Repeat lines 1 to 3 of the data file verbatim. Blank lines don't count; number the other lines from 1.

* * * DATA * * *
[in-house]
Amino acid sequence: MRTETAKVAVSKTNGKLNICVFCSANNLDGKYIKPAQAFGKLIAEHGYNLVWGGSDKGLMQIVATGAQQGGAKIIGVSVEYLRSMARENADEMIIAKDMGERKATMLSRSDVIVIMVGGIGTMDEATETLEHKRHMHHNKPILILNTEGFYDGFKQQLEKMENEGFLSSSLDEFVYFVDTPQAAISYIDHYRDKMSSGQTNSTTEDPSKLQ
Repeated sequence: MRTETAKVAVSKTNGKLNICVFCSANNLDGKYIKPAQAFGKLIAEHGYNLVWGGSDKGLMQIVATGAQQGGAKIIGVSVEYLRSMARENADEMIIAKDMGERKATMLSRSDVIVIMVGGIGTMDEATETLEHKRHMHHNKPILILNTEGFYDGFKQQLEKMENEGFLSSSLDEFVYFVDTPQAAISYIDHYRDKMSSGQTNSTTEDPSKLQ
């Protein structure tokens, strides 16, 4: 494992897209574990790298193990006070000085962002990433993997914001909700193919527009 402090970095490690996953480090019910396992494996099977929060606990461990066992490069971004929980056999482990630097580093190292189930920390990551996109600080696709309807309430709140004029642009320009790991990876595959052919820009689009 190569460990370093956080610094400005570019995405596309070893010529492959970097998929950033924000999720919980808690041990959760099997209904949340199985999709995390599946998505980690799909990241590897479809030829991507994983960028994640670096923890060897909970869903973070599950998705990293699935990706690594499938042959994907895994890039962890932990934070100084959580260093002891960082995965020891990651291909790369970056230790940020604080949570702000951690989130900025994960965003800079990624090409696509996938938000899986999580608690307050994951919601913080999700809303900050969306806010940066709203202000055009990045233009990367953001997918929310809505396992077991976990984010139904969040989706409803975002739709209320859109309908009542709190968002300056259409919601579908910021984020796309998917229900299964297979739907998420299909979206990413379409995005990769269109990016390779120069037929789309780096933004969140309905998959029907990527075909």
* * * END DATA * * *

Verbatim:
[in-house]
Amino acid sequence: MRTETAKVAVSKTNGKLNICVFCSANNLDGKYIKPAQAFGKLIAEHGYNLVWGGSDKGLMQIVATGAQQGGAKIIGVSVEYLRSMARENADEMIIAKDMGERKATMLSRSDVIVIMVGGIGTMDEATETLEHKRHMHHNKPILILNTEGFYDGFKQQLEKMENEGFLSSSLDEFVYFVDTPQAAISYIDHYRDKMSSGQTNSTTEDPSKLQ
Repeated sequence: MRTETAKVAVSKTNGKLNICVFCSANNLDGKYIKPAQAFGKLIAEHGYNLVWGGSDKGLMQIVATGAQQGGAKIIGVSVEYLRSMARENADEMIIAKDMGERKATMLSRSDVIVIMVGGIGTMDEATETLEHKRHMHHNKPILILNTEGFYDGFKQQLEKMENEGFLSSSLDEFVYFVDTPQAAISYIDHYRDKMSSGQTNSTTEDPSKLQ